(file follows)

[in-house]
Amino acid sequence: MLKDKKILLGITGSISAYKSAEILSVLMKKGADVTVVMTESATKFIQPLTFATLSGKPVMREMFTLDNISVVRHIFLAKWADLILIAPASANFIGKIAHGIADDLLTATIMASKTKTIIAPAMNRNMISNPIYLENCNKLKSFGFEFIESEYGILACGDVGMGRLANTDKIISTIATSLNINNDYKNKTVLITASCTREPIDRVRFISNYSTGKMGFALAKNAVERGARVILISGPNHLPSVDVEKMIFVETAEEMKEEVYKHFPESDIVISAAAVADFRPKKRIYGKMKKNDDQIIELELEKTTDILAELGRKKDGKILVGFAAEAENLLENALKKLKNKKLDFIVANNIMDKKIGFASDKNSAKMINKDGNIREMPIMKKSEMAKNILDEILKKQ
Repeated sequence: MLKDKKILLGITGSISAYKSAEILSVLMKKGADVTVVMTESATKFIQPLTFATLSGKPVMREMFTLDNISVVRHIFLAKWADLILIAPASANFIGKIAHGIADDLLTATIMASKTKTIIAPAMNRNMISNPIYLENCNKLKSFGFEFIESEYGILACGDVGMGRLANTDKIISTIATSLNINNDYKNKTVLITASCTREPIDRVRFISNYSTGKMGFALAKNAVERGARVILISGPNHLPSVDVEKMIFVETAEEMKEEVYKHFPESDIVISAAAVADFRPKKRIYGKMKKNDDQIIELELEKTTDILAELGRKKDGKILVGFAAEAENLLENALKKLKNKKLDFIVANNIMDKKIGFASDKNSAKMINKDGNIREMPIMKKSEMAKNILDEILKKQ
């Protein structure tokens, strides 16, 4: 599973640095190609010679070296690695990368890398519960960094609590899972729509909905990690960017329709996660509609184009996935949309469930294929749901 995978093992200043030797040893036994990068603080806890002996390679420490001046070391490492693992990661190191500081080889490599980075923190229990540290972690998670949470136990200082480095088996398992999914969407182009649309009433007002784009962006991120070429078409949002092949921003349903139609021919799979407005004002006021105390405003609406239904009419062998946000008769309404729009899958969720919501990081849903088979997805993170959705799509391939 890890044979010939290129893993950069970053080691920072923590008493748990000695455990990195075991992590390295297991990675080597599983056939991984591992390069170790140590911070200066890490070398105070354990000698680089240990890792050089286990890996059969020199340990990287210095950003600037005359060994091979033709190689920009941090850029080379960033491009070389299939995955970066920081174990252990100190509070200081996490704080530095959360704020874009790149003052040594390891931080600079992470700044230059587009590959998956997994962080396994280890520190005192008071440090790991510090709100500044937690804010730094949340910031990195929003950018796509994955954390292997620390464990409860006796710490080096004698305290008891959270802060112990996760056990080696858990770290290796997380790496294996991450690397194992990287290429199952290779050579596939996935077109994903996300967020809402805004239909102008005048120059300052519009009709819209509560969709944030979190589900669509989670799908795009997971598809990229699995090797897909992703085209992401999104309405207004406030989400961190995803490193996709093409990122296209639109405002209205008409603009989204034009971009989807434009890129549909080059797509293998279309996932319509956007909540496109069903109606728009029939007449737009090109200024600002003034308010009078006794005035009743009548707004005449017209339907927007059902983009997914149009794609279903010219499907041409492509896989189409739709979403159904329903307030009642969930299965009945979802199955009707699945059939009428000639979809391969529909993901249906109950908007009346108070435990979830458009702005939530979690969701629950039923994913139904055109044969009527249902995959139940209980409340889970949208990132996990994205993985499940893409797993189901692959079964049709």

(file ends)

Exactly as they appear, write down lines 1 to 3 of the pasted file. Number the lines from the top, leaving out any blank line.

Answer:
[in-house]
Amino acid sequence: MLKDKKILLGITGSISAYKSAEILSVLMKKGADVTVVMTESATKFIQPLTFATLSGKPVMREMFTLDNISVVRHIFLAKWADLILIAPASANFIGKIAHGIADDLLTATIMASKTKTIIAPAMNRNMISNPIYLENCNKLKSFGFEFIESEYGILACGDVGMGRLANTDKIISTIATSLNINNDYKNKTVLITASCTREPIDRVRFISNYSTGKMGFALAKNAVERGARVILISGPNHLPSVDVEKMIFVETAEEMKEEVYKHFPESDIVISAAAVADFRPKKRIYGKMKKNDDQIIELELEKTTDILAELGRKKDGKILVGFAAEAENLLENALKKLKNKKLDFIVANNIMDKKIGFASDKNSAKMINKDGNIREMPIMKKSEMAKNILDEILKKQ
Repeated sequence: MLKDKKILLGITGSISAYKSAEILSVLMKKGADVTVVMTESATKFIQPLTFATLSGKPVMREMFTLDNISVVRHIFLAKWADLILIAPASANFIGKIAHGIADDLLTATIMASKTKTIIAPAMNRNMISNPIYLENCNKLKSFGFEFIESEYGILACGDVGMGRLANTDKIISTIATSLNINNDYKNKTVLITASCTREPIDRVRFISNYSTGKMGFALAKNAVERGARVILISGPNHLPSVDVEKMIFVETAEEMKEEVYKHFPESDIVISAAAVADFRPKKRIYGKMKKNDDQIIELELEKTTDILAELGRKKDGKILVGFAAEAENLLENALKKLKNKKLDFIVANNIMDKKIGFASDKNSAKMINKDGNIREMPIMKKSEMAKNILDEILKKQ